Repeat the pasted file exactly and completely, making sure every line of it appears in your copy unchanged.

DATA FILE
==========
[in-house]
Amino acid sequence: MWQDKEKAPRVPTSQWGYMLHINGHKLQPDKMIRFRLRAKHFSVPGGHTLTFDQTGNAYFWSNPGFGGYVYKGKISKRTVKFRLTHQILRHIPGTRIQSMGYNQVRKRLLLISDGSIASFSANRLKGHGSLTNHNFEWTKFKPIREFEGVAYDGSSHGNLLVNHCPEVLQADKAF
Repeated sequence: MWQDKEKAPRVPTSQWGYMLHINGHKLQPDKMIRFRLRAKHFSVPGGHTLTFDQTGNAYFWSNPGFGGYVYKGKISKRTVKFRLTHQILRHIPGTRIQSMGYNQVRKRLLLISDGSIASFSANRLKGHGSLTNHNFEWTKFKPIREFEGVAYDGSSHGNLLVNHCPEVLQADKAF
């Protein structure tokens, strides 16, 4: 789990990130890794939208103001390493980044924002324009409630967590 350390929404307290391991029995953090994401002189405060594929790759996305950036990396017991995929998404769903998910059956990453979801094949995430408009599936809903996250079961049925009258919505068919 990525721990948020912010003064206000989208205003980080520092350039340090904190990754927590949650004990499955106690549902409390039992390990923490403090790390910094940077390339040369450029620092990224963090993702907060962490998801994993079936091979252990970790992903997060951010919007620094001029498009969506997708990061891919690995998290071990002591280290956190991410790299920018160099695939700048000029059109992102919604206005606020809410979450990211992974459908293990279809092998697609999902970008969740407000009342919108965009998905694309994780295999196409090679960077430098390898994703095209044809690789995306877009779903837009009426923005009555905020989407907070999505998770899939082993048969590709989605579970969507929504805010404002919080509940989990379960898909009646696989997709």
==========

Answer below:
[in-house]
Amino acid sequence: MWQDKEKAPRVPTSQWGYMLHINGHKLQPDKMIRFRLRAKHFSVPGGHTLTFDQTGNAYFWSNPGFGGYVYKGKISKRTVKFRLTHQILRHIPGTRIQSMGYNQVRKRLLLISDGSIASFSANRLKGHGSLTNHNFEWTKFKPIREFEGVAYDGSSHGNLLVNHCPEVLQADKAF
Repeated sequence: MWQDKEKAPRVPTSQWGYMLHINGHKLQPDKMIRFRLRAKHFSVPGGHTLTFDQTGNAYFWSNPGFGGYVYKGKISKRTVKFRLTHQILRHIPGTRIQSMGYNQVRKRLLLISDGSIASFSANRLKGHGSLTNHNFEWTKFKPIREFEGVAYDGSSHGNLLVNHCPEVLQADKAF
């Protein structure tokens, strides 16, 4: 789990990130890794939208103001390493980044924002324009409630967590 350390929404307290391991029995953090994401002189405060594929790759996305950036990396017991995929998404769903998910059956990453979801094949995430408009599936809903996250079961049925009258919505068919 990525721990948020912010003064206000989208205003980080520092350039340090904190990754927590949650004990499955106690549902409390039992390990923490403090790390910094940077390339040369450029620092990224963090993702907060962490998801994993079936091979252990970790992903997060951010919007620094001029498009969506997708990061891919690995998290071990002591280290956190991410790299920018160099695939700048000029059109992102919604206005606020809410979450990211992974459908293990279809092998697609999902970008969740407000009342919108965009998905694309994780295999196409090679960077430098390898994703095209044809690789995306877009779903837009009426923005009555905020989407907070999505998770899939082993048969590709989605579970969507929504805010404002919080509940989990379960898909009646696989997709």